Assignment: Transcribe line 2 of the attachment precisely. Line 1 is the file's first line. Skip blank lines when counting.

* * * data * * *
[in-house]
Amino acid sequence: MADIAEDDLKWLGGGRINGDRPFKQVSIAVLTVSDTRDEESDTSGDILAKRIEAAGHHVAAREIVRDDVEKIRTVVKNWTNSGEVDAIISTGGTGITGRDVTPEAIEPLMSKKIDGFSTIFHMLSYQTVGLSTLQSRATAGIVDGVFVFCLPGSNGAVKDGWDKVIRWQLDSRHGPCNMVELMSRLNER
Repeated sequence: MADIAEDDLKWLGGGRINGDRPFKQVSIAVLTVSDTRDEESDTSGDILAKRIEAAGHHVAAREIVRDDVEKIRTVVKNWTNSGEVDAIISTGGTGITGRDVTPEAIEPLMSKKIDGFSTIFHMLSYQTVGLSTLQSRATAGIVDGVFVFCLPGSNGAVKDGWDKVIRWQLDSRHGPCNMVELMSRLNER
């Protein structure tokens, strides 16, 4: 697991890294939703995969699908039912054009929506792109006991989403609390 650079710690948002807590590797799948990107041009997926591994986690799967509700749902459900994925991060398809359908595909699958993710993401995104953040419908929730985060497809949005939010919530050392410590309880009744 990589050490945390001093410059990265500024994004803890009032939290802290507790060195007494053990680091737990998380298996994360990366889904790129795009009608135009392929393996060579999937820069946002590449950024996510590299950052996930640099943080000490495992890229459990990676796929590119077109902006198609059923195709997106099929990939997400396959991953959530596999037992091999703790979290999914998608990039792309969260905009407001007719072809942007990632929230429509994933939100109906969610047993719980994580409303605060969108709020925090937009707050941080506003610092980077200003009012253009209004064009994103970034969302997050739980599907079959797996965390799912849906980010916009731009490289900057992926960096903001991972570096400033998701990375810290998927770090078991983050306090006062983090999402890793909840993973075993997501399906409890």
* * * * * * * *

Amino acid sequence: MADIAEDDLKWLGGGRINGDRPFKQVSIAVLTVSDTRDEESDTSGDILAKRIEAAGHHVAAREIVRDDVEKIRTVVKNWTNSGEVDAIISTGGTGITGRDVTPEAIEPLMSKKIDGFSTIFHMLSYQTVGLSTLQSRATAGIVDGVFVFCLPGSNGAVKDGWDKVIRWQLDSRHGPCNMVELMSRLNER